If you are physically capable to hike with the houndmans, I recommend doing it. Otherwise, you may be robbing yourself of a very special experience. The majority of hunters will usually just go to the tree once the animal had been caught, depending on the species. Some will even hunt other animals until this happens. Hunting days on safari are precious, so this is understandable. However, hunters miss out on the excitement of the chase this way. Listening to the sounds of a couple of cold-nosed hounds grubbing out an old caracal track is something to behold.
A caracal hunt looks something like this: As any other day on safari, you will wake early. At daybreak you will hike with the houndsman and PH through air chilly enough to see your breath. If you are fortunate, in time you will see a hound or two start to act “gamey.” Their tails will wag and they will be frantically covering ground with their noses just inches from the ground. They know a cat was there last night, but the track is old and cold and the dogs have trouble lining it out. Soon, you will hear the first bawl break through the cold air and reverberate from the hills around you. It will bring chills down your spine. The hounds will move out and others will chime in with their distinct barks, yelps and howls.
Photos courtesy of Theunis Botha
You will try to keep within earshot as the intensity grows as the track gets fresher. There will be times of silence when you, the hunter, think that the trail is gone and that the trophy is out of reach. Then you will hear the distant howl of an old, cold-nosed, floppy eared bluetick as he finds the out and the track continues. Suddenly, like a flip is switched, the hounds explode in a cacophony of music. They have reached the cat and jumped him from his bed. The chase is on. The hounds sound like a freight train going through the hills as they gain on the cat while the cat uses his back of tricks to elude the dogs and buy precious time to put distance between himself and the hounds in full pursuit.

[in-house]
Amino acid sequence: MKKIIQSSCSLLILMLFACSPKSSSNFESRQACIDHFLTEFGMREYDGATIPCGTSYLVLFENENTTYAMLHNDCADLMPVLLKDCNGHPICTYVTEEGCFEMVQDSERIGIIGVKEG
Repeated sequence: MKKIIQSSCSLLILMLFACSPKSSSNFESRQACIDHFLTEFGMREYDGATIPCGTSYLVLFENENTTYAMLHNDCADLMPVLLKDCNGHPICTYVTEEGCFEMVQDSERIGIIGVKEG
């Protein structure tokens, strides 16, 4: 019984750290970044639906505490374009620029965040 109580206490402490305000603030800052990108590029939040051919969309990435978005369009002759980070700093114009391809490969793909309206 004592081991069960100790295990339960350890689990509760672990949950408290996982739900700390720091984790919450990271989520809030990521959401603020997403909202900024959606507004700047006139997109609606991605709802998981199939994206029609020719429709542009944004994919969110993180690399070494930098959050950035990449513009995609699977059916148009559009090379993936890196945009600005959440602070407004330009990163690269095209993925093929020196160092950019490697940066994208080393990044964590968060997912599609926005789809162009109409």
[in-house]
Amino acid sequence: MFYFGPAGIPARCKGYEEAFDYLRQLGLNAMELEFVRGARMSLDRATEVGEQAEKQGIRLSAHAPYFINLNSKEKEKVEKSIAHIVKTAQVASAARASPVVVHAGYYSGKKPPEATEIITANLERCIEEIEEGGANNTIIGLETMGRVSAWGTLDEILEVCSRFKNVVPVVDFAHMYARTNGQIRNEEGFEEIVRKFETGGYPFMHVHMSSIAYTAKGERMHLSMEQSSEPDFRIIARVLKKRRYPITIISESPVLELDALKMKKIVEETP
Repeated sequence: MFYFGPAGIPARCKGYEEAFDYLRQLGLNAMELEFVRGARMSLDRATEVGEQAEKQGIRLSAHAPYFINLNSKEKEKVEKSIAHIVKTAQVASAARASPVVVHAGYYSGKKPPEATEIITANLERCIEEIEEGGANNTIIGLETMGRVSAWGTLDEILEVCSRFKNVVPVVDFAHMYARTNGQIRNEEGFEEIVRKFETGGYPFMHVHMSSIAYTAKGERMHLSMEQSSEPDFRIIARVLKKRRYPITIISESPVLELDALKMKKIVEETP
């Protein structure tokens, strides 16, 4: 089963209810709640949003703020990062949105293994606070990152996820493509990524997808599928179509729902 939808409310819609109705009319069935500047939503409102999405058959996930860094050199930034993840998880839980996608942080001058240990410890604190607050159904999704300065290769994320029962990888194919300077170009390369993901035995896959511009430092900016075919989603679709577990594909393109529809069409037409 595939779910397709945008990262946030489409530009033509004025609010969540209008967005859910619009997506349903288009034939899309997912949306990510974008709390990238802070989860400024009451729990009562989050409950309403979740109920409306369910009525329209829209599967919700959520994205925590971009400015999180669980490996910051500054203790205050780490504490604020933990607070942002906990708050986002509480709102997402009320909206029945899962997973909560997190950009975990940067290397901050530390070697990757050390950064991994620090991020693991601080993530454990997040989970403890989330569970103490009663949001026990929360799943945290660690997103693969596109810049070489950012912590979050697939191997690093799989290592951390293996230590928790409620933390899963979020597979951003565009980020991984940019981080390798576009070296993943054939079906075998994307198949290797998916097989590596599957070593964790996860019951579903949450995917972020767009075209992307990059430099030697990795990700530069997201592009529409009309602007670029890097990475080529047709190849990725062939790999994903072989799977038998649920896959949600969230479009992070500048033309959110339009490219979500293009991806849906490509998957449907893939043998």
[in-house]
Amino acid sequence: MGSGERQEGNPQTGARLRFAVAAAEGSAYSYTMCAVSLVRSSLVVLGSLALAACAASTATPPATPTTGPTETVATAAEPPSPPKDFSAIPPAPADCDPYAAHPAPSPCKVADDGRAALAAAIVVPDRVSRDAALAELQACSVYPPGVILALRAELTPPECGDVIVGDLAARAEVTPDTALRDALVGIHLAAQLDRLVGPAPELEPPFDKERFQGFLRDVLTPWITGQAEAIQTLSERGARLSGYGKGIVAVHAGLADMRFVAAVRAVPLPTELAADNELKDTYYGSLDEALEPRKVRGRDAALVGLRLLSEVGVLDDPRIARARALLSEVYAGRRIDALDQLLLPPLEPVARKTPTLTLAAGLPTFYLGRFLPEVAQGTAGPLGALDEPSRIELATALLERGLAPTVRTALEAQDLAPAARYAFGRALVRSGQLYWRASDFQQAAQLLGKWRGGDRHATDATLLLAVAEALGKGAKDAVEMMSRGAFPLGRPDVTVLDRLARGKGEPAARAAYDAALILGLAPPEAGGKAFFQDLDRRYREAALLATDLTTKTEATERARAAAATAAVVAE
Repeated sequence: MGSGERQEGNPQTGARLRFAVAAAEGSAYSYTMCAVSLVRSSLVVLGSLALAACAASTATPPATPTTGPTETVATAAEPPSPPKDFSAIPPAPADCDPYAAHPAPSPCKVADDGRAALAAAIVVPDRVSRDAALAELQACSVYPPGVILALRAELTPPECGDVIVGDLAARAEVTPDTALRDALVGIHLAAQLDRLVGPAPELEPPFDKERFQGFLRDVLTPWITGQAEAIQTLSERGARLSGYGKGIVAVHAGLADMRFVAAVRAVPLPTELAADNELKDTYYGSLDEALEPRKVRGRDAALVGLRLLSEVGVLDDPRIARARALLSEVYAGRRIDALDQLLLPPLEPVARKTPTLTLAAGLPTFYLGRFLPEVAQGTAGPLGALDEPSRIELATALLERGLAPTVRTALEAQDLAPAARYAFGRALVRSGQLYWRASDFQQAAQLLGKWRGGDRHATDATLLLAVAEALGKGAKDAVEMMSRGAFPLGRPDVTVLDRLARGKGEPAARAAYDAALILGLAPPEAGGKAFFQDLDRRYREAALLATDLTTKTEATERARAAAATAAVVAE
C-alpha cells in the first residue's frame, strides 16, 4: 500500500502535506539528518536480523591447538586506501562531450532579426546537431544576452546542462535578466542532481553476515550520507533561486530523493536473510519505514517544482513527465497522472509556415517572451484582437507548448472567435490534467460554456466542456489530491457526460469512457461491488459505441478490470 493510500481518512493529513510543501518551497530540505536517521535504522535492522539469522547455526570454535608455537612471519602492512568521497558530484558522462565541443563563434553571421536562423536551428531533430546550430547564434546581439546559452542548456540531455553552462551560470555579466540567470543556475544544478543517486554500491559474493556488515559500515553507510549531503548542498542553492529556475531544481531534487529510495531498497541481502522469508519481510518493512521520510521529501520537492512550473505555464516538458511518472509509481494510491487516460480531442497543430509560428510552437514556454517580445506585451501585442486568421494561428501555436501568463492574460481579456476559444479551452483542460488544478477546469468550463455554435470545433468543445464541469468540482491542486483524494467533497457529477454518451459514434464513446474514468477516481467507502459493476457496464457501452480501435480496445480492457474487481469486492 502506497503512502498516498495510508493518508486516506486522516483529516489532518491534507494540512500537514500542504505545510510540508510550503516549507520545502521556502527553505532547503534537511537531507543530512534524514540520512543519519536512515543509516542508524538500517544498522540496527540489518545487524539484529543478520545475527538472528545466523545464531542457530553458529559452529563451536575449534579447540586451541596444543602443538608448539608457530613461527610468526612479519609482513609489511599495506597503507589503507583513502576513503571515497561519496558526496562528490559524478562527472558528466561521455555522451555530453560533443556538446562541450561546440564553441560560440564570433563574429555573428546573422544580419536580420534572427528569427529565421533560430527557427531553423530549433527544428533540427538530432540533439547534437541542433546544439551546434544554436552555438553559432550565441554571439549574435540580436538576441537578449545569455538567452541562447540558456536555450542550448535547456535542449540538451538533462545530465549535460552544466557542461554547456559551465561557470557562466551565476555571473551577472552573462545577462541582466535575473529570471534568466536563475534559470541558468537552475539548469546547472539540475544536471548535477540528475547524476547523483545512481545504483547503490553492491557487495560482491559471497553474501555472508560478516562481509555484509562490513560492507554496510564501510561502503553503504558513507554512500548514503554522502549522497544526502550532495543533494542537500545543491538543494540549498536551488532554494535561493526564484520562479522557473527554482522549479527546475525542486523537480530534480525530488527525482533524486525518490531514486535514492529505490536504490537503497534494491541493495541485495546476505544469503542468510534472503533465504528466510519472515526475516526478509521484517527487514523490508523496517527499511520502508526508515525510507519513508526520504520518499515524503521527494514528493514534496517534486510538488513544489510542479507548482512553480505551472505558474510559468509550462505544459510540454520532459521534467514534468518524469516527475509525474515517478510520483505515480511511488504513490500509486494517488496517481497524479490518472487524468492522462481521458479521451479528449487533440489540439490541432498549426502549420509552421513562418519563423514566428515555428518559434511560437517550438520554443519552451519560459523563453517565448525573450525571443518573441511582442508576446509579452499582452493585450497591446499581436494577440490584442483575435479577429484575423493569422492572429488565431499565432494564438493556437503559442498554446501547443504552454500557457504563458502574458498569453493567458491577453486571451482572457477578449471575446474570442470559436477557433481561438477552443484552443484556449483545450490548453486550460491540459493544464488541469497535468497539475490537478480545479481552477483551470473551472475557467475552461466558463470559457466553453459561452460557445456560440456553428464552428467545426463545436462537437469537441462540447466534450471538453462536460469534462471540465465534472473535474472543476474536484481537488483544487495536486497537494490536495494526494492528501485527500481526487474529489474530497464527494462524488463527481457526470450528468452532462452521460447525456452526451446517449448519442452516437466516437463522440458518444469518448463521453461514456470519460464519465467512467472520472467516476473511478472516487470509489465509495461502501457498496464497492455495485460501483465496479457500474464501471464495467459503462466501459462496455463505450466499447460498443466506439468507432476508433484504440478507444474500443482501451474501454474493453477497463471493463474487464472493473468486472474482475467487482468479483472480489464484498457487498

Eventually, you will hear a new sound. Some of the hounds’ voices will turn over into long, mournful bawls while others with start short, fast, choppy barks. You won’t recognize each hound like the houndsman will, but you know something is different. The cat is treed.
You will make your way to the tree and behold the cat above them, brought to bay by the pack of excellent hounds. Your houndsman will have a sheepish grin of pride on his face. Even the dogs will look proud as they continue to bay at the cat, occasionally eyeballing you as if to say, “look what we did!” You couldn’t have done it without them. But, you have truly earned the cat you will shoot by keeping up with the chase and being a part of the action. You will have earned the respect of the houndsman and PH because you were there for all of it. Through the experience, the truth of hunting with hounds will reveal itself to you: the chase is everything compared to the actual kill.
About the Author: Nick Muckerman lives in Idaho, USA and is an avid outdoorsman, international hunter and traveler. He has hunted multiple African countries and has traveled to over 40 countries of which half were in Africa. He hunts with his own pack of big game hounds which he pursues mountain lions, bears and bobcats with.